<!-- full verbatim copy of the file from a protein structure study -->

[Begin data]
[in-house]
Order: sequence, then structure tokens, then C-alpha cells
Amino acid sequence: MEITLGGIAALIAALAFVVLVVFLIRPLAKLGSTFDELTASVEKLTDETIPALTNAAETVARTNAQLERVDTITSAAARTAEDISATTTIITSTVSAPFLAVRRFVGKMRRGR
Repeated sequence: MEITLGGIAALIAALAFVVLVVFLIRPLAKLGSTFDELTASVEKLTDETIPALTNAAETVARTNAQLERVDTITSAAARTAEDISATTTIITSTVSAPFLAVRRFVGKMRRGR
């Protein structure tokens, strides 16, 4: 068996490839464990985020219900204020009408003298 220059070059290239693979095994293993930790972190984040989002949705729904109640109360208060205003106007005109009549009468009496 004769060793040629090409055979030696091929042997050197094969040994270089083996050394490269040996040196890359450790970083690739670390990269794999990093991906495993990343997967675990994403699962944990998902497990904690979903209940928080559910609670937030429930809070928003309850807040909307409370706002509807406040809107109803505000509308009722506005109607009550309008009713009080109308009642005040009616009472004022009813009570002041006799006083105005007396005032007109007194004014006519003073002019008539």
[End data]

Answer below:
[in-house]
Order: sequence, then structure tokens, then C-alpha cells
Amino acid sequence: MEITLGGIAALIAALAFVVLVVFLIRPLAKLGSTFDELTASVEKLTDETIPALTNAAETVARTNAQLERVDTITSAAARTAEDISATTTIITSTVSAPFLAVRRFVGKMRRGR
Repeated sequence: MEITLGGIAALIAALAFVVLVVFLIRPLAKLGSTFDELTASVEKLTDETIPALTNAAETVARTNAQLERVDTITSAAARTAEDISATTTIITSTVSAPFLAVRRFVGKMRRGR
């Protein structure tokens, strides 16, 4: 068996490839464990985020219900204020009408003298 220059070059290239693979095994293993930790972190984040989002949705729904109640109360208060205003106007005109009549009468009496 004769060793040629090409055979030696091929042997050197094969040994270089083996050394490269040996040196890359450790970083690739670390990269794999990093991906495993990343997967675990994403699962944990998902497990904690979903209940928080559910609670937030429930809070928003309850807040909307409370706002509807406040809107109803505000509308009722506005109607009550309008009713009080109308009642005040009616009472004022009813009570002041006799006083105005007396005032007109007194004014006519003073002019008539």